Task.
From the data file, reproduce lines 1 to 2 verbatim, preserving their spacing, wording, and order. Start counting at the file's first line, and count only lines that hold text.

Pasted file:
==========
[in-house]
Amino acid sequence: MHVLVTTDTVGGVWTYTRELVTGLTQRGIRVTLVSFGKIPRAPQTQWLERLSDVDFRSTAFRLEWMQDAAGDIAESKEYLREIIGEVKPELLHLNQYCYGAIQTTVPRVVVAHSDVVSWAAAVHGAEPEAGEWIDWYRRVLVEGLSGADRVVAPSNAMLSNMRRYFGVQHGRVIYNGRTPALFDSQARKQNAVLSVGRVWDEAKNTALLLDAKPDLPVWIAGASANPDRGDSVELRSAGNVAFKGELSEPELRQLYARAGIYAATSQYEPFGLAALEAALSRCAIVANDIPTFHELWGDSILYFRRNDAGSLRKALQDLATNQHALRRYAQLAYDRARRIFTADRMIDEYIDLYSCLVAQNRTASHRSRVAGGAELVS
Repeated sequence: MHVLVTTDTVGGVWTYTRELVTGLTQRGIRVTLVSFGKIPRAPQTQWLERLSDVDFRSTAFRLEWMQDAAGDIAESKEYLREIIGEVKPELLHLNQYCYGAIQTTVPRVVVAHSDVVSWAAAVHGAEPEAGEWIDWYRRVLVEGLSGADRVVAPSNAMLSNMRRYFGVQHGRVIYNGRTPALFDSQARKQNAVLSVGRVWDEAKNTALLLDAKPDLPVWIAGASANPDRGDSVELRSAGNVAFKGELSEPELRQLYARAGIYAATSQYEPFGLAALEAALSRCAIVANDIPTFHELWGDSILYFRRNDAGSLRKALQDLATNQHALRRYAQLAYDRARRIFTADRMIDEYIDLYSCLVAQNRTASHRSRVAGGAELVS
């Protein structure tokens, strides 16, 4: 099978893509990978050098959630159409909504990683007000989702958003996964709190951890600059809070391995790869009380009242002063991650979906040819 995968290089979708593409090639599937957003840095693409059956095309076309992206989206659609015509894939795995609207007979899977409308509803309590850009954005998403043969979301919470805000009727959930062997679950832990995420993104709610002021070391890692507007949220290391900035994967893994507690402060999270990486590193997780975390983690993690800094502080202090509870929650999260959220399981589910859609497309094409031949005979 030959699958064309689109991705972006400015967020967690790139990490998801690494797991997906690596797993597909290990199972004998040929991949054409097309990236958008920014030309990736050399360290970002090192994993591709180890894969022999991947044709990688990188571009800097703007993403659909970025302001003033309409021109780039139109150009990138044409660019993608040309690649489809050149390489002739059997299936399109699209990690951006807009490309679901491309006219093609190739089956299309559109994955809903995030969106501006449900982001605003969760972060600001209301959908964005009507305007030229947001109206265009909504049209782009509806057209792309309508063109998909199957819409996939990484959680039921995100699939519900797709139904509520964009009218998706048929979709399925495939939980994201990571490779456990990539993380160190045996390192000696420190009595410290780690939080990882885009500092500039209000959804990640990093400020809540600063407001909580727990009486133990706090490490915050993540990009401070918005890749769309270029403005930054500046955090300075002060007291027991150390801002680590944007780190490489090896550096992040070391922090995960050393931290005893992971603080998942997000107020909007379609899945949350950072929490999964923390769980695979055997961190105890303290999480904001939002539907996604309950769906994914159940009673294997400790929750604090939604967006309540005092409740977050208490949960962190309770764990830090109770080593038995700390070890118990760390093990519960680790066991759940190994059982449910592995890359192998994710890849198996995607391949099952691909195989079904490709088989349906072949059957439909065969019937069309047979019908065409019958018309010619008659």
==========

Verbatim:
[in-house]
Amino acid sequence: MHVLVTTDTVGGVWTYTRELVTGLTQRGIRVTLVSFGKIPRAPQTQWLERLSDVDFRSTAFRLEWMQDAAGDIAESKEYLREIIGEVKPELLHLNQYCYGAIQTTVPRVVVAHSDVVSWAAAVHGAEPEAGEWIDWYRRVLVEGLSGADRVVAPSNAMLSNMRRYFGVQHGRVIYNGRTPALFDSQARKQNAVLSVGRVWDEAKNTALLLDAKPDLPVWIAGASANPDRGDSVELRSAGNVAFKGELSEPELRQLYARAGIYAATSQYEPFGLAALEAALSRCAIVANDIPTFHELWGDSILYFRRNDAGSLRKALQDLATNQHALRRYAQLAYDRARRIFTADRMIDEYIDLYSCLVAQNRTASHRSRVAGGAELVS